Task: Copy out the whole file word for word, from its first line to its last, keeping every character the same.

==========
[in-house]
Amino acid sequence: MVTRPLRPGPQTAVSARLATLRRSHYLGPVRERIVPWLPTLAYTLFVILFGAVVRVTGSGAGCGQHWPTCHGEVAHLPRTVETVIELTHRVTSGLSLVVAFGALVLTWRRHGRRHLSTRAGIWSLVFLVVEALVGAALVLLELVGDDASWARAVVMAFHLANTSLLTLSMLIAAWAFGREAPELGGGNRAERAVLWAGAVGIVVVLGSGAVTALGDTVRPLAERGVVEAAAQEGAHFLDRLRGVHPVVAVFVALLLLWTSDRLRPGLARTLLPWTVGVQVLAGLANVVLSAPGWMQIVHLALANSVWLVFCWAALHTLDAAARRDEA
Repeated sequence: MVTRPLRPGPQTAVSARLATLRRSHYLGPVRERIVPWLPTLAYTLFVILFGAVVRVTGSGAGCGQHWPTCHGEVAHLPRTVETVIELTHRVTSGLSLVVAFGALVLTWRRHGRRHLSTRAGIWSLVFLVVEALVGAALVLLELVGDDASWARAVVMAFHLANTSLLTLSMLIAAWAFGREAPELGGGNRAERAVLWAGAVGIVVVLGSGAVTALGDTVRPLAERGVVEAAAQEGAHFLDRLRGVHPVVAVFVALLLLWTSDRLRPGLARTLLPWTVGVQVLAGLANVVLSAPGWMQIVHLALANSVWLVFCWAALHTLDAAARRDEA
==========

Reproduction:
[in-house]
Amino acid sequence: MVTRPLRPGPQTAVSARLATLRRSHYLGPVRERIVPWLPTLAYTLFVILFGAVVRVTGSGAGCGQHWPTCHGEVAHLPRTVETVIELTHRVTSGLSLVVAFGALVLTWRRHGRRHLSTRAGIWSLVFLVVEALVGAALVLLELVGDDASWARAVVMAFHLANTSLLTLSMLIAAWAFGREAPELGGGNRAERAVLWAGAVGIVVVLGSGAVTALGDTVRPLAERGVVEAAAQEGAHFLDRLRGVHPVVAVFVALLLLWTSDRLRPGLARTLLPWTVGVQVLAGLANVVLSAPGWMQIVHLALANSVWLVFCWAALHTLDAAARRDEA
Repeated sequence: MVTRPLRPGPQTAVSARLATLRRSHYLGPVRERIVPWLPTLAYTLFVILFGAVVRVTGSGAGCGQHWPTCHGEVAHLPRTVETVIELTHRVTSGLSLVVAFGALVLTWRRHGRRHLSTRAGIWSLVFLVVEALVGAALVLLELVGDDASWARAVVMAFHLANTSLLTLSMLIAAWAFGREAPELGGGNRAERAVLWAGAVGIVVVLGSGAVTALGDTVRPLAERGVVEAAAQEGAHFLDRLRGVHPVVAVFVALLLLWTSDRLRPGLARTLLPWTVGVQVLAGLANVVLSAPGWMQIVHLALANSVWLVFCWAALHTLDAAARRDEA